By Robert Verkaik
The discovery of a box of documents in a burnt-out ministry in Baghdad has sparked an international hunt for evidence which will either destroy the reputation of a controversial Labour MP or end with large dollops of egg on the face of the editor of a famous broadsheet newspaper.
So much is at stake that George Galloway and The Daily Telegraph will already have ordered their lawyers to leave no stone unturned in the search for the killer fact that will lead one of them to victory in a libel court in London.
The Daily Telegraph will have to support all its claims against Mr Galloway. If it can’t, the paper will still be able to fall back on the defence of qualified privilege, providing it can show that there was a strong public interest in publishing a story that was based on what appeared to be genuine documents.
The initial focus of the Telegraph’s inquiries will be Mr Galloway’s financial dealings, and particularly the accounts of the Mariam Appeal, the fund frequently referred to in the alleged Iraqi intelligence documents. Under the civil procedure rules of disclosure Mr Galloway will be under a duty to reveal any financial information which could help or harm his case. If he has been hiding any financial transactions with the Iraqi government, then the paper should know about them before it goes to trial.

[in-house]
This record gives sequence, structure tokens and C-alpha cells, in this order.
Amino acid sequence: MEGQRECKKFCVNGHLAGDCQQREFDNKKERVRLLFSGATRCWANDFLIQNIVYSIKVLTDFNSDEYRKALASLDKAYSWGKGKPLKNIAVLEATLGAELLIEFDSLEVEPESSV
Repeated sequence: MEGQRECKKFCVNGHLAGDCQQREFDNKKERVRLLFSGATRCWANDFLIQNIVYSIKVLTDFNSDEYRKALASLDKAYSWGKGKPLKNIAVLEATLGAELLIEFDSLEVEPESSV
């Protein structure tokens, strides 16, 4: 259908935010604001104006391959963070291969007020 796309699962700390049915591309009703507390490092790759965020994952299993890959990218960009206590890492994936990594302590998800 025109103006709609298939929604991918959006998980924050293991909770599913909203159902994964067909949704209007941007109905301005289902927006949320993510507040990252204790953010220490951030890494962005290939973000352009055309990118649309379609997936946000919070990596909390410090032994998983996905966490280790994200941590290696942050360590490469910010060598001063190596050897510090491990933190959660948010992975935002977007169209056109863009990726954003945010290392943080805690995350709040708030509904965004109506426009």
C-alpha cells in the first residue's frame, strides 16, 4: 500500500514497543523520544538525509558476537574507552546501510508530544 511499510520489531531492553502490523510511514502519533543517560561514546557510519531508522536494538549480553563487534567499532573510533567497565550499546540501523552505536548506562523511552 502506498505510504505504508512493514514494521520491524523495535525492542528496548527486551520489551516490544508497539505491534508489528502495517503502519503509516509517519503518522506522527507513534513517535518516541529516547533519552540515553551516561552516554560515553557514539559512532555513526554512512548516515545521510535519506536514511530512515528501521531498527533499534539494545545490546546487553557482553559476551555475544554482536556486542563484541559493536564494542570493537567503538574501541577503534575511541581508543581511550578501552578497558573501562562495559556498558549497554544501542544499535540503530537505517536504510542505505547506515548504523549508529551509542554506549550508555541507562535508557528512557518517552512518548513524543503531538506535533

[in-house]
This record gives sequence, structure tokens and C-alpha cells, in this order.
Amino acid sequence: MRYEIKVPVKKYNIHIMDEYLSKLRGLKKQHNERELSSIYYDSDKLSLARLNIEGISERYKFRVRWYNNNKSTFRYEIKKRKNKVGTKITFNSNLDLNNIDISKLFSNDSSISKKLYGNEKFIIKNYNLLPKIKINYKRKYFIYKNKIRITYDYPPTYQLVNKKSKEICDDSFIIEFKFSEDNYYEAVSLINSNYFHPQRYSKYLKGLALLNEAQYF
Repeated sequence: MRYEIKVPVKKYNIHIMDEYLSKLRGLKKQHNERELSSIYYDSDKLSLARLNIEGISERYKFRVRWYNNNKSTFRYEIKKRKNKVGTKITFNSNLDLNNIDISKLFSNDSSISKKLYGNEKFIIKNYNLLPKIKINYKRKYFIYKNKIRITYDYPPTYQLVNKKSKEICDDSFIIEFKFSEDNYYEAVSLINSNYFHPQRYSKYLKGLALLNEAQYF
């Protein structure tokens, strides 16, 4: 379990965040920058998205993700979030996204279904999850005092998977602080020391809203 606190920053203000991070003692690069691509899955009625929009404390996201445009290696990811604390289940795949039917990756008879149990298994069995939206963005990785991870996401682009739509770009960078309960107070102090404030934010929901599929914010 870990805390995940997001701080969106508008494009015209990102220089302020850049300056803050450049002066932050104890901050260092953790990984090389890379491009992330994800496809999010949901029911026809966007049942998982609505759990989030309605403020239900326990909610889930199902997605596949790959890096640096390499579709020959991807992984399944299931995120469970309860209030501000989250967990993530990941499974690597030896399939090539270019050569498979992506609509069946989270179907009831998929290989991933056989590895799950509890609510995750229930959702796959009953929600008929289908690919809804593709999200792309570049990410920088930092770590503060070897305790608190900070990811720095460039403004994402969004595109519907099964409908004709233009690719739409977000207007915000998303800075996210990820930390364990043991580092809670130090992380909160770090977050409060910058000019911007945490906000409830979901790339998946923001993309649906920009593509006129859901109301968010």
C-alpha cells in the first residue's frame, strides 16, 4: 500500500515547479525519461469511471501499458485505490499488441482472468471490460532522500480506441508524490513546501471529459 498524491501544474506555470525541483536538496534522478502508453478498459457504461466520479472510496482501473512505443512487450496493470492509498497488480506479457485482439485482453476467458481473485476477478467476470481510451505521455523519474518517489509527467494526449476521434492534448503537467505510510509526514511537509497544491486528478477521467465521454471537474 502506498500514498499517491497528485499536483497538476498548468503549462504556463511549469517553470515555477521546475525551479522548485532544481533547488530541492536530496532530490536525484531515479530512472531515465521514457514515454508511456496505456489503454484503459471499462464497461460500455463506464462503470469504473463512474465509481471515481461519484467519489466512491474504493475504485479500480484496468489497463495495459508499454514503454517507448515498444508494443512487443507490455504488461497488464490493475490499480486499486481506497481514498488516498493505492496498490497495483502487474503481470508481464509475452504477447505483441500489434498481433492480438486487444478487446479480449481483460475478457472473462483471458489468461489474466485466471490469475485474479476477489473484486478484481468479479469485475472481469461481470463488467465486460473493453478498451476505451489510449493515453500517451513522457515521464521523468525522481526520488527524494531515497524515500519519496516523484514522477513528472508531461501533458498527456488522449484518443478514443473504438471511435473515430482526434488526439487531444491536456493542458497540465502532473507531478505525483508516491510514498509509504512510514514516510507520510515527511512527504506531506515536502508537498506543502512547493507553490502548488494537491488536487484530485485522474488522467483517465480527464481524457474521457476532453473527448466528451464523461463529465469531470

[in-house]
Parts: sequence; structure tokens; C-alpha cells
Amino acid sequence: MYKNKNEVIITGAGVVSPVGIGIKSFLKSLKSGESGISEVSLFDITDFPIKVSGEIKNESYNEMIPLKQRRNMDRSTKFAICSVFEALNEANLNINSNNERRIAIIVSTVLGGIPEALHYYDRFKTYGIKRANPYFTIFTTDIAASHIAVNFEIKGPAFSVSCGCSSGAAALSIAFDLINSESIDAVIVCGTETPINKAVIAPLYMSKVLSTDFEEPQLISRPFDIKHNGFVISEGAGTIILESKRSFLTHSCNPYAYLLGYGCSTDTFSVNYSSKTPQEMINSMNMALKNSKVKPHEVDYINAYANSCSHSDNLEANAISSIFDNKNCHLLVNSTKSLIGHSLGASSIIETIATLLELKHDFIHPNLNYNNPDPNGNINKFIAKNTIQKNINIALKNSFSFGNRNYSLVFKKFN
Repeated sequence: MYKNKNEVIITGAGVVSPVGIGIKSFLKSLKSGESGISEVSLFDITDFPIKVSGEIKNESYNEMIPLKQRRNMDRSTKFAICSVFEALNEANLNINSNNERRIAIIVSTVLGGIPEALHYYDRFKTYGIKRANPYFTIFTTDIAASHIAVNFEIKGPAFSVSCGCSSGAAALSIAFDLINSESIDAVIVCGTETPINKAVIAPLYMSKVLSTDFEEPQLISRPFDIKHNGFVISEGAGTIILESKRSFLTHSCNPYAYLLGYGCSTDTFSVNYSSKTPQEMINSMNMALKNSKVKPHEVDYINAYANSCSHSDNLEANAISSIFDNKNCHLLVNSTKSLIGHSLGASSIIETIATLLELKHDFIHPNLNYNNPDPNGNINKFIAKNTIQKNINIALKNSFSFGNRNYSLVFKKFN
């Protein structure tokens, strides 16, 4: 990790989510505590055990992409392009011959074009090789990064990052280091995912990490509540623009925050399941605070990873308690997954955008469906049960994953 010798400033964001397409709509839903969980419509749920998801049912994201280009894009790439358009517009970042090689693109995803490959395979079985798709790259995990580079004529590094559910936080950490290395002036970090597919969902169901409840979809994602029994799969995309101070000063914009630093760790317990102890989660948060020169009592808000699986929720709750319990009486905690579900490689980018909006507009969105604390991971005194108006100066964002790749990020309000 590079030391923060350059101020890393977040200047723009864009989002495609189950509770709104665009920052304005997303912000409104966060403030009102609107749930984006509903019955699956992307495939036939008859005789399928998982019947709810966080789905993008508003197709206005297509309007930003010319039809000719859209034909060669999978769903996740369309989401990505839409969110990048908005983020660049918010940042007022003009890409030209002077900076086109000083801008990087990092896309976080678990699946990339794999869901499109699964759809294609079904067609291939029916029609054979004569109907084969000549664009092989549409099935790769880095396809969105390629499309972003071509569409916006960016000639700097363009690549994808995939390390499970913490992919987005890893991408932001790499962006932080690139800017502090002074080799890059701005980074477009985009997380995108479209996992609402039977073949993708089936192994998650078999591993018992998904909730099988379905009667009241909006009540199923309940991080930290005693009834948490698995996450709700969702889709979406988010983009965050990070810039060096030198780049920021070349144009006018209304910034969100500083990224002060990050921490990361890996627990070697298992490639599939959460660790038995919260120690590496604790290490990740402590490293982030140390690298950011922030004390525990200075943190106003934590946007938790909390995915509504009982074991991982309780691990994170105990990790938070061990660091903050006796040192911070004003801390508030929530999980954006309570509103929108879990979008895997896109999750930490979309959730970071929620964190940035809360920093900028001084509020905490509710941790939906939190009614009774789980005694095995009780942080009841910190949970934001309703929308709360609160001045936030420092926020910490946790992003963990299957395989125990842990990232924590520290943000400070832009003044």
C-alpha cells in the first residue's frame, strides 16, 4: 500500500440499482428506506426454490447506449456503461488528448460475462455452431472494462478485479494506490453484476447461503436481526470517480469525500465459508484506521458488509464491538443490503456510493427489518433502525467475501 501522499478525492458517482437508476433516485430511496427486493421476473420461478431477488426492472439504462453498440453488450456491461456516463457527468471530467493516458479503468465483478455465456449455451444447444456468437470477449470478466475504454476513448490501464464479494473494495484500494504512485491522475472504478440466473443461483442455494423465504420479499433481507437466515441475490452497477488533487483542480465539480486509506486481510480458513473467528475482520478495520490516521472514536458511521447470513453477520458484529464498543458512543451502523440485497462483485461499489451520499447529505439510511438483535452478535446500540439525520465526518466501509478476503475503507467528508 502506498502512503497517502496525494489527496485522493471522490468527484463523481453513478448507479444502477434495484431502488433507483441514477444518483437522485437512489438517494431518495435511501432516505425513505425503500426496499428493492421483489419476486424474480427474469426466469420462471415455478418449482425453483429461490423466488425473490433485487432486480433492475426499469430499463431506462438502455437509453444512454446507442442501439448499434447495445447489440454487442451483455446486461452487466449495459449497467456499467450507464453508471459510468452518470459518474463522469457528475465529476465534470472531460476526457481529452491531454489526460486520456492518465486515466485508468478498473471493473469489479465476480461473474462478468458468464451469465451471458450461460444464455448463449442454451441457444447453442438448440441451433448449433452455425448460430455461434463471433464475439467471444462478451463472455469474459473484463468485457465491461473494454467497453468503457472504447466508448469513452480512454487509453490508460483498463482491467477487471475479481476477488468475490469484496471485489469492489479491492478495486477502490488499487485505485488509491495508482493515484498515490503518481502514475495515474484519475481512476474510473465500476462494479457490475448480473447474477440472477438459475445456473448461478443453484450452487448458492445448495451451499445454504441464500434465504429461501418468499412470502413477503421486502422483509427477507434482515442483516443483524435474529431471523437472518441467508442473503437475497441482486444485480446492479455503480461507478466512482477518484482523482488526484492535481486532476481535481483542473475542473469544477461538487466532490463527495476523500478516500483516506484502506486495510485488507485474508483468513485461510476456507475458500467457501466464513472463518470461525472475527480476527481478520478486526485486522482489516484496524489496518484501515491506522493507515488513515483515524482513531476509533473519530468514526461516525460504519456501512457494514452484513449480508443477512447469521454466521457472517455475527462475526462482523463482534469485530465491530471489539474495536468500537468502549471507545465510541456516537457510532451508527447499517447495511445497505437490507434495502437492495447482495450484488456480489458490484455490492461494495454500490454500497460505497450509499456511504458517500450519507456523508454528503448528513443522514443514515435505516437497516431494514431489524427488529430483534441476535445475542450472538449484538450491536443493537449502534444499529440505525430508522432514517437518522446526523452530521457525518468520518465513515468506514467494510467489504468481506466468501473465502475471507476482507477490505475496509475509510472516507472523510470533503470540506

Galloway’s lawyers will make much of the fact that little effort has been made to identify the Iraqi agent who signs himself the chief of the Iraqi intelligence service. His evidence will be crucial because it is his memo to the office of Saddam Hussein on 3 January 2000 upon which the allegations hang.
A more mouth-watering prospect is a courtroom appearance by Tariq Aziz, the former Iraqi deputy prime minister with whom Mr Galloway is alleged to have done a secret deal in respect of the oil-for-food programme. Mr Aziz gave himself up to the Americans on Thursday.